In 2 previous studies (17, 18) of PiD in a prospective cohort of patients with moderate and severe TBI or aSAH, we observed frequencies of PiDs within the same range, as reported in recent reviews (1, 2). Most PiDs were transient, with no need for replacement therapy, but a small subgroup (7%) needed such therapy. In this cohort of patients, who were recruited from the neurointensive care unit at one university hospital and who went through the same structured neurorehabilitation and follow-up programme, we also assessed cognitive and global function until one year after the event (19). Cognitive and global function improved significantly over time in both diagnostic groups and was not significantly different between groups at 12 months. Higher age was associated with lower BNIS T-scores after TBI, but not after aSAH, and lower initial GCS scores were associated with poorer cognitive outcome after TBI, but not after aSAH. Data from this cohort enable us to explore the potential impact of PiD on cognitive and global outcome after TBI and aSAH.

Thus, the aim of the present study was after TBI and aSAH to explore associations between PiD and cognitive and global outcome at 12 months post-injury, controlling for age, gender and acute injury variables.

MATERIAL AND METHODS
Study design and participants

The design of this prospective, observational study of patients with moderate or severe TBI and aSAH has been described previously (17, 18). Patients were included at the neurointensive care unit (NICU) at Karolinska University Hospital (KUH) from March 2009 to June 2012, and subsequently followed at the Department of Rehabilitation Medicine at Danderyd University Hospital, Stockholm, Sweden, at 3, 6 and 12 months post-event. Hormone testing was performed at Department of Endocrinology, KUH. Inclusion required a lowest Glasgow Coma Scale (GCS) score during the first day after the event of 3–13, age ≥ 18 years, living in the Stockholm region, and obtained informed consent. For patients who were unconscious or otherwise unable to give informed consent, the closest relative was asked.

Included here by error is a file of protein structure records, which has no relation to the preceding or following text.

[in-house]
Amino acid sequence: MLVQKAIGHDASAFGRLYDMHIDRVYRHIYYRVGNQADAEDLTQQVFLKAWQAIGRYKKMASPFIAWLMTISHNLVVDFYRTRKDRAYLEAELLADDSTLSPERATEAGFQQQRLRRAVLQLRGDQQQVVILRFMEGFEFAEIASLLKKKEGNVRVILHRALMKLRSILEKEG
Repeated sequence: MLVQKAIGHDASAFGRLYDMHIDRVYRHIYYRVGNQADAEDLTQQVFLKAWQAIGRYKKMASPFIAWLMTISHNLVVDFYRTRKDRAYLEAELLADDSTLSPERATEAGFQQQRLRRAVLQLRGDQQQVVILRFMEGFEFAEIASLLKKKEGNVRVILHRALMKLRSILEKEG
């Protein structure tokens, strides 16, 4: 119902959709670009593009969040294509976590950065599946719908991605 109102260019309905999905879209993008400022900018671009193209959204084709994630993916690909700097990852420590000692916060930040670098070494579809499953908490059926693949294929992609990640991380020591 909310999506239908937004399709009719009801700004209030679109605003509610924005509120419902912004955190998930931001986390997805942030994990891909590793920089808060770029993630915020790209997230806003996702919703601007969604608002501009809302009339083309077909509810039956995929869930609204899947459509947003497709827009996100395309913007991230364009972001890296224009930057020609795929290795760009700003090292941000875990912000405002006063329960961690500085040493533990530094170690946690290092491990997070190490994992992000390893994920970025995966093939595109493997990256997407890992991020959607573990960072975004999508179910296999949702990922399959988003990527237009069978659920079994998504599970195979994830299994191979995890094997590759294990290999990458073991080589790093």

The study was approved by the Regional Ethics Review Board in Stockholm (no: 2008/3:9 2008/1574-31/3).

Data collection

Severity grading. Clinical severity measures included the GCS score (20, 21) (3–8 severe injury, 9–13 moderate injury), serum levels of S100B (highest level of S100B between 12–36 h after injury was categorized as normal if < 0.11, mild 0.11–0.25, moderate 0.26–0.50, and severe if ≥ 0.51μg/l), and pupil light reactions (categorized as normal or abnormal).

Endocrine function. Analyses of thyroid function; serum free thyroxine (S-fT4), serum thyroid-stimulating hormone (S-TSH), serum free triiodothyronine (S-fT3) and the synacthen test were performed 10 days post-event.